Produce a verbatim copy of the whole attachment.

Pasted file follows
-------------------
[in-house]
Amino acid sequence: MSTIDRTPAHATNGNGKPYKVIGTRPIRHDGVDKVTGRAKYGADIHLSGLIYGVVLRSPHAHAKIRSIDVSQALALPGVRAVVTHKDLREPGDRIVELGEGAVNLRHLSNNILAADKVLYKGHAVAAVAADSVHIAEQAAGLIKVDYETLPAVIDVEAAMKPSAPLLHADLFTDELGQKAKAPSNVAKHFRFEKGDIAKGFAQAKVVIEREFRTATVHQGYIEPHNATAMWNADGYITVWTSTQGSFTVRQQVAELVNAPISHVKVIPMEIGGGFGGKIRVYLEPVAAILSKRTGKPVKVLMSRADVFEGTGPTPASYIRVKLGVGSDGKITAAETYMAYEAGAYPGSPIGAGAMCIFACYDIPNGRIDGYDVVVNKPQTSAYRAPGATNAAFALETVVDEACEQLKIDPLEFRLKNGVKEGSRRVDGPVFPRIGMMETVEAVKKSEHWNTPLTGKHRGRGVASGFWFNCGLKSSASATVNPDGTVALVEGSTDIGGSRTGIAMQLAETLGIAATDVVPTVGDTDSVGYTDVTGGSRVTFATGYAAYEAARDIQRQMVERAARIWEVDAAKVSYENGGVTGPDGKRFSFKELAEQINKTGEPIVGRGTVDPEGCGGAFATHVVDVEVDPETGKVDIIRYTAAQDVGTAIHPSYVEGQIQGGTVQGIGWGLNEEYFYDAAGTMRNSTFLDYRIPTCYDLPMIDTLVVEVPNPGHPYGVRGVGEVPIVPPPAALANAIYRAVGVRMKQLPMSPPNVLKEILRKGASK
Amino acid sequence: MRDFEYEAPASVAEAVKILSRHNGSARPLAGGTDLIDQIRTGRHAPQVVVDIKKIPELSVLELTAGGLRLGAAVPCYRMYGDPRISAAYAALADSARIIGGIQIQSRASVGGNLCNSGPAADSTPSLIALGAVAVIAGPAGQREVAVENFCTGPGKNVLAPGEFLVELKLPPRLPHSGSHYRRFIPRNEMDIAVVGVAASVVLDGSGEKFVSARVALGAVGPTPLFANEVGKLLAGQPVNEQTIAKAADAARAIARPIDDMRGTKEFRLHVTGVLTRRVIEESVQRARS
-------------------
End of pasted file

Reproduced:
[in-house]
Amino acid sequence: MSTIDRTPAHATNGNGKPYKVIGTRPIRHDGVDKVTGRAKYGADIHLSGLIYGVVLRSPHAHAKIRSIDVSQALALPGVRAVVTHKDLREPGDRIVELGEGAVNLRHLSNNILAADKVLYKGHAVAAVAADSVHIAEQAAGLIKVDYETLPAVIDVEAAMKPSAPLLHADLFTDELGQKAKAPSNVAKHFRFEKGDIAKGFAQAKVVIEREFRTATVHQGYIEPHNATAMWNADGYITVWTSTQGSFTVRQQVAELVNAPISHVKVIPMEIGGGFGGKIRVYLEPVAAILSKRTGKPVKVLMSRADVFEGTGPTPASYIRVKLGVGSDGKITAAETYMAYEAGAYPGSPIGAGAMCIFACYDIPNGRIDGYDVVVNKPQTSAYRAPGATNAAFALETVVDEACEQLKIDPLEFRLKNGVKEGSRRVDGPVFPRIGMMETVEAVKKSEHWNTPLTGKHRGRGVASGFWFNCGLKSSASATVNPDGTVALVEGSTDIGGSRTGIAMQLAETLGIAATDVVPTVGDTDSVGYTDVTGGSRVTFATGYAAYEAARDIQRQMVERAARIWEVDAAKVSYENGGVTGPDGKRFSFKELAEQINKTGEPIVGRGTVDPEGCGGAFATHVVDVEVDPETGKVDIIRYTAAQDVGTAIHPSYVEGQIQGGTVQGIGWGLNEEYFYDAAGTMRNSTFLDYRIPTCYDLPMIDTLVVEVPNPGHPYGVRGVGEVPIVPPPAALANAIYRAVGVRMKQLPMSPPNVLKEILRKGASK
Amino acid sequence: MRDFEYEAPASVAEAVKILSRHNGSARPLAGGTDLIDQIRTGRHAPQVVVDIKKIPELSVLELTAGGLRLGAAVPCYRMYGDPRISAAYAALADSARIIGGIQIQSRASVGGNLCNSGPAADSTPSLIALGAVAVIAGPAGQREVAVENFCTGPGKNVLAPGEFLVELKLPPRLPHSGSHYRRFIPRNEMDIAVVGVAASVVLDGSGEKFVSARVALGAVGPTPLFANEVGKLLAGQPVNEQTIAKAADAARAIARPIDDMRGTKEFRLHVTGVLTRRVIEESVQRARS